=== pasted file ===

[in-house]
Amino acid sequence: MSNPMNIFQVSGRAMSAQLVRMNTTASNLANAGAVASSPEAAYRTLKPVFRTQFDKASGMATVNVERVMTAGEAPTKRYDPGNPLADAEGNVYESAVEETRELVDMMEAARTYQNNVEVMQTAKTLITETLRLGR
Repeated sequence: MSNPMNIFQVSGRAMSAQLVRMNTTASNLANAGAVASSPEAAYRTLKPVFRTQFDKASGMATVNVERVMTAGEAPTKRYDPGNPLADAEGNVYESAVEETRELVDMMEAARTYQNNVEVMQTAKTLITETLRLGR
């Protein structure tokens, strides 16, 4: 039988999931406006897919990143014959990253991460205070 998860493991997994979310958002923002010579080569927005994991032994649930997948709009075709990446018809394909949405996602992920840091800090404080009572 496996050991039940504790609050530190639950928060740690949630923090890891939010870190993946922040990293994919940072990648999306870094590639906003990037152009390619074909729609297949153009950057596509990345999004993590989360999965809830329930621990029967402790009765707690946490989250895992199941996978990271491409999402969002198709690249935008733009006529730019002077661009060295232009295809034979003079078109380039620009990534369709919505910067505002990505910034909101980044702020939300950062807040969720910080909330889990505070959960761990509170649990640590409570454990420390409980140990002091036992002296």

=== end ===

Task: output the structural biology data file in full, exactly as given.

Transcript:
[in-house]
Amino acid sequence: MSNPMNIFQVSGRAMSAQLVRMNTTASNLANAGAVASSPEAAYRTLKPVFRTQFDKASGMATVNVERVMTAGEAPTKRYDPGNPLADAEGNVYESAVEETRELVDMMEAARTYQNNVEVMQTAKTLITETLRLGR
Repeated sequence: MSNPMNIFQVSGRAMSAQLVRMNTTASNLANAGAVASSPEAAYRTLKPVFRTQFDKASGMATVNVERVMTAGEAPTKRYDPGNPLADAEGNVYESAVEETRELVDMMEAARTYQNNVEVMQTAKTLITETLRLGR
């Protein structure tokens, strides 16, 4: 039988999931406006897919990143014959990253991460205070 998860493991997994979310958002923002010579080569927005994991032994649930997948709009075709990446018809394909949405996602992920840091800090404080009572 496996050991039940504790609050530190639950928060740690949630923090890891939010870190993946922040990293994919940072990648999306870094590639906003990037152009390619074909729609297949153009950057596509990345999004993590989360999965809830329930621990029967402790009765707690946490989250895992199941996978990271491409999402969002198709690249935008733009006529730019002077661009060295232009295809034979003079078109380039620009990534369709919505910067505002990505910034909101980044702020939300950062807040969720910080909330889990505070959960761990509170649990640590409570454990420390409980140990002091036992002296």